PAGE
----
Variety hefur bæst í hóp annarra helstu kvikmyndamiðla sem gefa kvikmynd Benedikts Erlingssonar, Kona fer í stríð, hæstu einkunn. Jay Weissberg, gagnrýnandi miðilsins, spáir myndinni mikilli velgengni á veraldarvísu.
Í umsögn segir meðal annars:
Is there anything rarer than an intelligent feel-good film that knows how to tackle urgent global issues with humor as well as a satisfying sense of justice? Look no further than “Woman at War,” Benedikt Erlingsson’s gloriously Icelandic (for lack of a better adjective), near-perfect follow-up to “Of Horses and Men,” featuring an environmental activist modestly taking on the world, one electric pylon at a time. Commentators will be tumbling over themselves trying to define what kind of movie this is: comedy, musical, social drama, politically correct issue film. It’s all those except the last; political correctness implies one-dimensional preaching that narrowly cuts off conversations, whereas, whereas “Woman at War” deftly centralizes a profound humanity from which vital issues are comfortably suspended. Bound to be one of the hot sellers at this year’s Cannes, the film is likely to do bang up business worldwide.
Thematically, “Woman at War” sounds so easy: a righteous topic, a sense of solidarity for the things that count, a satisfying stand by one woman against the powerful forces of industry. Erlingsson’s genius lies in how he puts it all together with such witty intelligence, arranging beautifully shot picaresque episodes around a central figure who lives the ideals of the heroes she has hanging on her wall, Mahatma Gandhi and Nelson Mandela. The adoption subtheme is a crucial element in it all, as it concretizes her role as mother and caretaker, one small country, one small child at a time.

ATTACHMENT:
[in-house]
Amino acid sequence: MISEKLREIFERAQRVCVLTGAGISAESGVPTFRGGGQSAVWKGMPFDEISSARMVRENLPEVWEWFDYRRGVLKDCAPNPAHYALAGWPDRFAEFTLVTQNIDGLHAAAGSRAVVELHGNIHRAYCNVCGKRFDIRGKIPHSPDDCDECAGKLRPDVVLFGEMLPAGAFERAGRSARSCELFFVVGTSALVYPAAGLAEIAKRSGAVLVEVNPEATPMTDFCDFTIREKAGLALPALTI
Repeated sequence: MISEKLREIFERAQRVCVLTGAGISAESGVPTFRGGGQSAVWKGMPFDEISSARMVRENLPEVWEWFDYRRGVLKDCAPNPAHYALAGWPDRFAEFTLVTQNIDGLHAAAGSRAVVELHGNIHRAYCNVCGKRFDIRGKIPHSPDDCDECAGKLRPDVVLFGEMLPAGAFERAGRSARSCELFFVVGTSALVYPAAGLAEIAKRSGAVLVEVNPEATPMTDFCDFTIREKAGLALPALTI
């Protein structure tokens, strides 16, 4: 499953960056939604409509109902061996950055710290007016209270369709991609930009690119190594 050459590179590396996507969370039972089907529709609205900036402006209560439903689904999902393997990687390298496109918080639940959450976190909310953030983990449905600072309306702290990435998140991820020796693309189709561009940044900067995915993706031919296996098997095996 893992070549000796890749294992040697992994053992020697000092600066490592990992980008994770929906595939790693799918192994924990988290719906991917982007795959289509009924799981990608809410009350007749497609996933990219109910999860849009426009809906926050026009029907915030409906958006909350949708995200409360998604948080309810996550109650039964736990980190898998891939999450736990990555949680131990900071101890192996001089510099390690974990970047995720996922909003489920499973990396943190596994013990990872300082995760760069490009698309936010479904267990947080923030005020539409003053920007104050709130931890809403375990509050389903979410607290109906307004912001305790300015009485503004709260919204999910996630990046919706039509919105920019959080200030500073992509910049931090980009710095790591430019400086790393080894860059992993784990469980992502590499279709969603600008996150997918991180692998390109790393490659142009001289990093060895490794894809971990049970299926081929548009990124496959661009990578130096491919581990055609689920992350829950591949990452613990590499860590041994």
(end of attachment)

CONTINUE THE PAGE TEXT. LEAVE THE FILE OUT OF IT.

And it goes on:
Grounding everything is Geirharðsdóttir’s splendid performance(s), fleshing out Halla’s character as a grassroots Robin Hood with warmth and quiet determination. Juan Camillo Roman Estrada makes a welcome comeback from “Of Horses and Men” as a luckless Spanish-speaking tourist whose foreign-ness makes him an instant target of police suspicion in the insular Icelandic countryside. All three musicians, playing piano, accordion, trumpet, tuba and percussion, contrast detached yet supportive glances with an almost organic presence in each of their scenes, while the Ukrainian singing trio, on the one hand out of place, lend a sense of global cohesion with their distinctive harmonies.
As he did with Erlingsson’s previous feature, Bergsteinn Björgúlfsson again proves himself a master of capturing the tranquil beauty of the Icelandic landscape, ultra-sensitive to lighting (color grading is also superb) and the joys of the unexpected. When Sveinbjörn gently immerses Halla in a hot spring, shown from above on camera, it’s hard not to have a similar feeling of relief, and when she lies her face down in the flowering undergrowth, we enjoy a similar connection to nature. Sound design is also flawless.
Sjá nánar hér: Cannes Film Review: ‘Woman at War’